What about you? Have you moved away from “home”? What do you miss most? Is it a place? A food? The weather? Have you moved a lot and gathered little favorites from several places? Share your story in the comments!


The House My Memories Built.

28 Jan

My cousin Jenni is a photograph terrorist and has been uploading pictures from our formative years. Her reasons are simple enough – a deep rooted desire to humiliate her family members all the while evoking nostalgic yappery – but after seeing one picture with me in a pink knit skirt suit with huge swans all over it . . . well? Let’s just say I could go on a rant about the awesometastic misery that was 80’s fashion. Instead, though, I think I’m gonna ramble on about something else, namely the backgrounds on the pictures and the house I grew up in.

If someone has a quasi-decent childhood, I’m pretty sure where they went from toddler to child to teenager has significant emotional meaning, especially if it happens to be the same house. Barring you lived someplace weird, of course:

"Oh no, someone shit sherbet at us again!"

I lived in the same house from the ages of eight to about seventeen. I may romanticize this house some? But holy shit was it awesome. Like, I had the coolest-house-of-all-my-friends awesome. It was built in the 1700’s – maybe earlier actually (my mother might pipe in to give an actual date). It was an old farm, so we had cornfields all around us going back for acres and acres. There were hideaway crawl spaces throughout the house in case of Indian attack.

I was safe thanks to my secret tunnels!

A few of the other amenities of Casa de Embryo Hillary:

* A staircase that went nowhere. Yeah, like the Winchester House.
* A dirt floored cellar that was probably where someone hid bodies, because there is no other purpose for a place that god damned terrifying. Black and smelly with spiders the size of your head and . . . ugh.
* A huge barn that had become a garage over time. The best part? The BATS IN THE BELFRY. Well, where a belfry ought to be if we had a belfry. You get the point. Swarms of bats would soar out of the barn’s upper double doors during the summer, and we’d sit around and watch them eat mosquitoes.
* Ghosts. (We’ll come back to this one)
* The original outhouse in the back. Yes we had indoor plumbing, but no one bothered to knock the outhouse down for some inane reason. They were nice enough to board over the poop hole in the bench, though.
* Servants quarters! Still standing! And apparently a death trap as my mom never let me play in there.
* Two streams to either side of the house that housed snapping turtles. Yeah, funny story about my mother in a three piece suit and heels trying to shovel a snapping turtle into a Rubber Maid trash bin one morning because the stupid turtle got lazy/distracted moving from one stream to the other and was taking up residence in the driveway behind the cars.
* A walk in pantry.
* A real old fashioned claw and ball tub. It was so deep you could drown people in it if you wanted to. Mind you, we had no shower – that was far too advanced – but we did have the best bathtub ever.
* An enormous weeping willow tree dead center of the back yard.
* The totally random, abandoned urns of people we didn’t know in the attic. See: Ghosts.

Okay so you may not believe in ghosts. I get it, and I understand it. Ghosts don’t make any sense. I mean, the first thing everyone thinks of is this:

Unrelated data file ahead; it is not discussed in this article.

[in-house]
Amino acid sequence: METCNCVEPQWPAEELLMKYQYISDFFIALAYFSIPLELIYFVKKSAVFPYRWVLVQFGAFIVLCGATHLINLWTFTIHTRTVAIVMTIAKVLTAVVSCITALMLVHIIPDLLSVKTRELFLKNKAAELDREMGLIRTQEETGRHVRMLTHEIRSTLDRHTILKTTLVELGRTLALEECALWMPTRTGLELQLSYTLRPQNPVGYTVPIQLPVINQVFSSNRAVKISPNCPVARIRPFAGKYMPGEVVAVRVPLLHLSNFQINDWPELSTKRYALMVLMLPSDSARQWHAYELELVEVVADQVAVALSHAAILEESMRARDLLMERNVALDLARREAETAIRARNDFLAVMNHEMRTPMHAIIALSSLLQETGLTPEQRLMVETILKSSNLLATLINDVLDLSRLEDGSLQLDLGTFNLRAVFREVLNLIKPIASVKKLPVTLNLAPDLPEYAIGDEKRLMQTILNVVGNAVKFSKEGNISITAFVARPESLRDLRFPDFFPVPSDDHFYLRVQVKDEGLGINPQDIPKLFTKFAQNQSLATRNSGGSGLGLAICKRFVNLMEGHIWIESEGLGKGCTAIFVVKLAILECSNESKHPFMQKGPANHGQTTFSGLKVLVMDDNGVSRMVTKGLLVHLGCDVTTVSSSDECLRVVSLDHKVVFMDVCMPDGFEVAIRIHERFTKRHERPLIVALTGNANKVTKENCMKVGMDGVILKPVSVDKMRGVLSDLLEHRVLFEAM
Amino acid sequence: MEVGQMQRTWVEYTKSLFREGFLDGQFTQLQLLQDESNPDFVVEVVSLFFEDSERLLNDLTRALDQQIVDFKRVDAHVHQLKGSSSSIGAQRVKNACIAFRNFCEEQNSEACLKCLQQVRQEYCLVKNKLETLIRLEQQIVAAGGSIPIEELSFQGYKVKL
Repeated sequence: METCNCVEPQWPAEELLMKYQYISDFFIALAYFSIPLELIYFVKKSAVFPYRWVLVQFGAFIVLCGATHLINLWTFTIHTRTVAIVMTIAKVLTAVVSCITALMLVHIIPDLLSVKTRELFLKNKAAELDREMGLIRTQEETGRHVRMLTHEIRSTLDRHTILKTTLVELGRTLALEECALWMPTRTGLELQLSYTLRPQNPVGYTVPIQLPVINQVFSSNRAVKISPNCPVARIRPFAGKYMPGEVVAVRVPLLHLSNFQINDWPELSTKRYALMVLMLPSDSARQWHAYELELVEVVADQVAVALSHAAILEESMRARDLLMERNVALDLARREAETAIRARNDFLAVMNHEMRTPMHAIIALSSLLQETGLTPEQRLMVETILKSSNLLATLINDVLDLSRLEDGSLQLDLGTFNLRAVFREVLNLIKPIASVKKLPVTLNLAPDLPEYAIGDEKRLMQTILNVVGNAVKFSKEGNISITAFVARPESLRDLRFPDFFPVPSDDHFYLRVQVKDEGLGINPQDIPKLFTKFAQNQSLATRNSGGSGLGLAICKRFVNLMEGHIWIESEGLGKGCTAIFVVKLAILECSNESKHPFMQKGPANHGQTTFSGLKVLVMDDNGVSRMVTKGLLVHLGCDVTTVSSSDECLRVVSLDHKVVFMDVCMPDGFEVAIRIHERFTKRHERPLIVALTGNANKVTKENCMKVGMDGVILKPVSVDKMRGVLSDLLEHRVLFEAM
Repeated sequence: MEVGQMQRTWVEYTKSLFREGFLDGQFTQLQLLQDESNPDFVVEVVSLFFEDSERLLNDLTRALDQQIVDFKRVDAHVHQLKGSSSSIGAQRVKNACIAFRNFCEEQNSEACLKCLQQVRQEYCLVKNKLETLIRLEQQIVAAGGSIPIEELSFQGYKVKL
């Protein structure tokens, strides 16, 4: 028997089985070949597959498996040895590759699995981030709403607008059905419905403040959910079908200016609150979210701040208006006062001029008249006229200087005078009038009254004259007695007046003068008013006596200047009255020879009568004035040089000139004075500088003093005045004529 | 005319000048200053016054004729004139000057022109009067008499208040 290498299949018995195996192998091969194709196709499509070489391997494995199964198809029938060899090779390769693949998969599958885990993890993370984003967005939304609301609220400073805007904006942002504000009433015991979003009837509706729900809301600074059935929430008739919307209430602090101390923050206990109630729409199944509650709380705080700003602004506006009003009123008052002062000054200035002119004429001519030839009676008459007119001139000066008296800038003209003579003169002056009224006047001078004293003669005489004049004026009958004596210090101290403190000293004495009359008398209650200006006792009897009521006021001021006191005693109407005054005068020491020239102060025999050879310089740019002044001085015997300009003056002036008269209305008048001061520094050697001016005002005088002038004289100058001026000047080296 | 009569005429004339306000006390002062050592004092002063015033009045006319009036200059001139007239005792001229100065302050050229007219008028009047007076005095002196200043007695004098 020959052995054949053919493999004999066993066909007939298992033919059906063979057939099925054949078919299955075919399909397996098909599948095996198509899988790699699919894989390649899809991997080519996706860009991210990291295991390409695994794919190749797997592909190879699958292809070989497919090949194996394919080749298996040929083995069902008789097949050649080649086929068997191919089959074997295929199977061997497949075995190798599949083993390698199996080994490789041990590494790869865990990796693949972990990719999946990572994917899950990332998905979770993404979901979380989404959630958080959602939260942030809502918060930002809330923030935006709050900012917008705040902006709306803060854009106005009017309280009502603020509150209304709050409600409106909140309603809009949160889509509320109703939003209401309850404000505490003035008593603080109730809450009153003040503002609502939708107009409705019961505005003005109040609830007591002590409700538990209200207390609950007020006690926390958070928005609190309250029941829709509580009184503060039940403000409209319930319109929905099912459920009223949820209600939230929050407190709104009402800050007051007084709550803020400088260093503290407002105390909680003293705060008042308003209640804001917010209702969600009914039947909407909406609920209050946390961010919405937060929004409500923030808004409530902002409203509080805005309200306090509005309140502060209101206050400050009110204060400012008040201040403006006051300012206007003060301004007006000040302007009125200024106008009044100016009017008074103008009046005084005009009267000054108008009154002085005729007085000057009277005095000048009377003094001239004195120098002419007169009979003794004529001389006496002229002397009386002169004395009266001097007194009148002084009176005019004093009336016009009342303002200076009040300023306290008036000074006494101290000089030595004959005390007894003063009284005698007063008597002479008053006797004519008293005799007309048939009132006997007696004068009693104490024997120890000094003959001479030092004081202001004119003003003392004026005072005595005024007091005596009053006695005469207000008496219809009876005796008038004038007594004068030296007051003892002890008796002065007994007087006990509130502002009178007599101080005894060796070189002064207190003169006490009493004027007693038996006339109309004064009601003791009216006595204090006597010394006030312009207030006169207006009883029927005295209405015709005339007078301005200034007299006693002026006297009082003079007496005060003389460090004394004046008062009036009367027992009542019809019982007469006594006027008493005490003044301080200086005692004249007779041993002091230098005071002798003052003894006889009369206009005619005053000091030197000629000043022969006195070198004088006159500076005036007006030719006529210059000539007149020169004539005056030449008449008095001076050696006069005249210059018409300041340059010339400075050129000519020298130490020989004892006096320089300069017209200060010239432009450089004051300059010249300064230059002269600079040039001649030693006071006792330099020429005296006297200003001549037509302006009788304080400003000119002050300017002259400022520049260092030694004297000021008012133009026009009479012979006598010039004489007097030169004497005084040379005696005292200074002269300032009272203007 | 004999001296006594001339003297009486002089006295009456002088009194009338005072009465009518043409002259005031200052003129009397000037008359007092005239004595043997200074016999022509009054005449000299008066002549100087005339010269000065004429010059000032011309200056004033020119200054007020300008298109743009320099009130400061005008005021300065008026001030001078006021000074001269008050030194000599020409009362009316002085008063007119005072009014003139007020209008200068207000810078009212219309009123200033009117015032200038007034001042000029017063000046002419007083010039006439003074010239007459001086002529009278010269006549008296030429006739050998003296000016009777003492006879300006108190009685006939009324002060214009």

But there were a few things that happened at that old place that were downright weird, and all of it we attested to the unclaimed dead people urns you can’t exactly throw away because that just seems rude, and Mrs. Keeler. Mrs. Keeler owned that house before we moved in, and she loved it. She loved it so much, in fact, that before she died she had someone make an audio tape of her speaking. Weird, yes, but it gets better. She basically said when she passed over she planned on returning to the house because she loved it, and anyone living there shouldn’t worry if they hear funny things going bump in the night. It’d just be her, she’d come home, and she means no harm.

I always thought the story was goofy and a little unnerving, but otherwise ignorable. Then one day we went to the cemetery up on the hill (West Bridgewater was a small town, there weren’t a lot of cemeteries and everyone was buried in pretty much one of two places). Mrs. Keeler’s son in law had died – a friend of my grandmother – and he was buried in the family plot right next to Mrs. Keeler. Her epitaph?

“Goodbye. For now.”


The dogs used to stand at the foot of the stairs at night, growling up at nothing. Mind you, the family would all be downstairs so who knows what they thought they saw. The first night my mom moved in, she took the doorbell off of the wall and removed the battery. Old doorbells were eyesores back in the day, really clunky with these huge cylinder things attached. She put both parts – doorbell and battery – on a shelf in the pantry, with nothing connected. The first night she slept in the house, she swears the doorbell started chiming in the middle of the night. She went downstairs to check on it and . . . yeah, doorbell still lacked the battery. My uncle, who lived in the house before us, said that sometimes there looked like a lantern light swinging back and forth at the edge of the corn fields. He’d stare out at it on summer nights. Maybe it was the twelve pack of beer, maybe it was a real ghost, who knows.

Now, believe or not, I don’t really care. Because I am a writer of all things spooky and crazy, I am choosing to suppress my logic and say IT’S ALL TRUE. I BELIEVE ALL THE THINGS.

"A fanatic is someone who can't change his mind and won't change the subject." - Winston Churchill

We moved out of the old farm house when I was seventeen and my mother decided she wanted nice things like predictable hot water. Whatever, Mom! Who needed electricity all the time and heat in the winter! (I kid, please put the beating stick down) Sadly, a couple years later, there was a fire and the awesomest house to grow up in burned to the ground. I was devastated, actually crying the first time I drove by it that something that really did help shape the person I am today was gone. When I look at it now, all paved over (and making me channel Joni Mitchell), I still go into a funk because really, what kid wouldn’t want to live in a place so cool?

I think in retrospect I had it pretty good at the old farm. I strive to one day be the owner of my own creepy house, complete with attic urns, bats, and a staircase going nowhere. It’s a good goal, I think.